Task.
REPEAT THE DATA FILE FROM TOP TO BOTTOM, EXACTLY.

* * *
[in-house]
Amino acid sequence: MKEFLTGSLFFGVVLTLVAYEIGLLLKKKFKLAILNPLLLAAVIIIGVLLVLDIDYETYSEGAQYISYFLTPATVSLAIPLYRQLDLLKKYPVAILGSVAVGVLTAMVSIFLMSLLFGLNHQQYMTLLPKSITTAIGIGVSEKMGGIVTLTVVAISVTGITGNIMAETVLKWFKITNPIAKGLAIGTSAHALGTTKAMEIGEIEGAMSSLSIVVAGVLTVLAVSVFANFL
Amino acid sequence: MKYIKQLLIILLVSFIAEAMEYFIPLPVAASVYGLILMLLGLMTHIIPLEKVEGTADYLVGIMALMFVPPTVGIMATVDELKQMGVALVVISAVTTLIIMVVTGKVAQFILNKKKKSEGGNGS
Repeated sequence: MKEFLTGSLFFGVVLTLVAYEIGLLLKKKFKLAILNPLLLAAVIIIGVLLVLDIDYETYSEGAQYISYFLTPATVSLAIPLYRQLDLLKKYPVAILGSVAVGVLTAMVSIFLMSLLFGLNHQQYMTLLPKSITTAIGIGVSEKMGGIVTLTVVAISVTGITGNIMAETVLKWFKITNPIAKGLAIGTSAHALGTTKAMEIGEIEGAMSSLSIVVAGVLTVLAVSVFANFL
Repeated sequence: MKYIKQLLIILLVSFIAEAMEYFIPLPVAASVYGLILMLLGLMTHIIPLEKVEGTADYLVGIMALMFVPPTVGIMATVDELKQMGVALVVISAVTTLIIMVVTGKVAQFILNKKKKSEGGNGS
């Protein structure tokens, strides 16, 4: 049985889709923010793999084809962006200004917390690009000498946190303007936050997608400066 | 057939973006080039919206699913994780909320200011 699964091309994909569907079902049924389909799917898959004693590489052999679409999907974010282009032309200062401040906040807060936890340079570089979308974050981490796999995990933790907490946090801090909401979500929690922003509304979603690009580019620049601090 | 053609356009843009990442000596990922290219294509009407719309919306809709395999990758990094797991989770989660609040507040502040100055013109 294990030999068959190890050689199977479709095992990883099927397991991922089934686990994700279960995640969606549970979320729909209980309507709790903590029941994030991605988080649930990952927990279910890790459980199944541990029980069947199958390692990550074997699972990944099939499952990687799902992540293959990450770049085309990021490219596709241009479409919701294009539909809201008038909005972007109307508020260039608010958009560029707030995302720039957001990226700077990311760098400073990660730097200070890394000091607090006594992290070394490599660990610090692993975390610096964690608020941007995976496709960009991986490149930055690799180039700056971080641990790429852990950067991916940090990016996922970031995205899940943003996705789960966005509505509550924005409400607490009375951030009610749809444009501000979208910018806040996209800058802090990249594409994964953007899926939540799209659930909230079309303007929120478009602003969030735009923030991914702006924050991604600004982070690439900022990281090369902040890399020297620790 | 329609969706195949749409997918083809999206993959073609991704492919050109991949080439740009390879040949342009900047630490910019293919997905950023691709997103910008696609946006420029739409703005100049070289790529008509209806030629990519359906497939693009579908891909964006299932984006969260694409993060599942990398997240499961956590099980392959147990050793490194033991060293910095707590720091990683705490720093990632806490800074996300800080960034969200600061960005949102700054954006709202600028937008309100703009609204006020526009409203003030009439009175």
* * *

[in-house]
Amino acid sequence: MKEFLTGSLFFGVVLTLVAYEIGLLLKKKFKLAILNPLLLAAVIIIGVLLVLDIDYETYSEGAQYISYFLTPATVSLAIPLYRQLDLLKKYPVAILGSVAVGVLTAMVSIFLMSLLFGLNHQQYMTLLPKSITTAIGIGVSEKMGGIVTLTVVAISVTGITGNIMAETVLKWFKITNPIAKGLAIGTSAHALGTTKAMEIGEIEGAMSSLSIVVAGVLTVLAVSVFANFL
Amino acid sequence: MKYIKQLLIILLVSFIAEAMEYFIPLPVAASVYGLILMLLGLMTHIIPLEKVEGTADYLVGIMALMFVPPTVGIMATVDELKQMGVALVVISAVTTLIIMVVTGKVAQFILNKKKKSEGGNGS
Repeated sequence: MKEFLTGSLFFGVVLTLVAYEIGLLLKKKFKLAILNPLLLAAVIIIGVLLVLDIDYETYSEGAQYISYFLTPATVSLAIPLYRQLDLLKKYPVAILGSVAVGVLTAMVSIFLMSLLFGLNHQQYMTLLPKSITTAIGIGVSEKMGGIVTLTVVAISVTGITGNIMAETVLKWFKITNPIAKGLAIGTSAHALGTTKAMEIGEIEGAMSSLSIVVAGVLTVLAVSVFANFL
Repeated sequence: MKYIKQLLIILLVSFIAEAMEYFIPLPVAASVYGLILMLLGLMTHIIPLEKVEGTADYLVGIMALMFVPPTVGIMATVDELKQMGVALVVISAVTTLIIMVVTGKVAQFILNKKKKSEGGNGS
């Protein structure tokens, strides 16, 4: 049985889709923010793999084809962006200004917390690009000498946190303007936050997608400066 | 057939973006080039919206699913994780909320200011 699964091309994909569907079902049924389909799917898959004693590489052999679409999907974010282009032309200062401040906040807060936890340079570089979308974050981490796999995990933790907490946090801090909401979500929690922003509304979603690009580019620049601090 | 053609356009843009990442000596990922290219294509009407719309919306809709395999990758990094797991989770989660609040507040502040100055013109 294990030999068959190890050689199977479709095992990883099927397991991922089934686990994700279960995640969606549970979320729909209980309507709790903590029941994030991605988080649930990952927990279910890790459980199944541990029980069947199958390692990550074997699972990944099939499952990687799902992540293959990450770049085309990021490219596709241009479409919701294009539909809201008038909005972007109307508020260039608010958009560029707030995302720039957001990226700077990311760098400073990660730097200070890394000091607090006594992290070394490599660990610090692993975390610096964690608020941007995976496709960009991986490149930055690799180039700056971080641990790429852990950067991916940090990016996922970031995205899940943003996705789960966005509505509550924005409400607490009375951030009610749809444009501000979208910018806040996209800058802090990249594409994964953007899926939540799209659930909230079309303007929120478009602003969030735009923030991914702006924050991604600004982070690439900022990281090369902040890399020297620790 | 329609969706195949749409997918083809999206993959073609991704492919050109991949080439740009390879040949342009900047630490910019293919997905950023691709997103910008696609946006420029739409703005100049070289790529008509209806030629990519359906497939693009579908891909964006299932984006969260694409993060599942990398997240499961956590099980392959147990050793490194033991060293910095707590720091990683705490720093990632806490800074996300800080960034969200600061960005949102700054954006709202600028937008309100703009609204006020526009409203003030009439009175």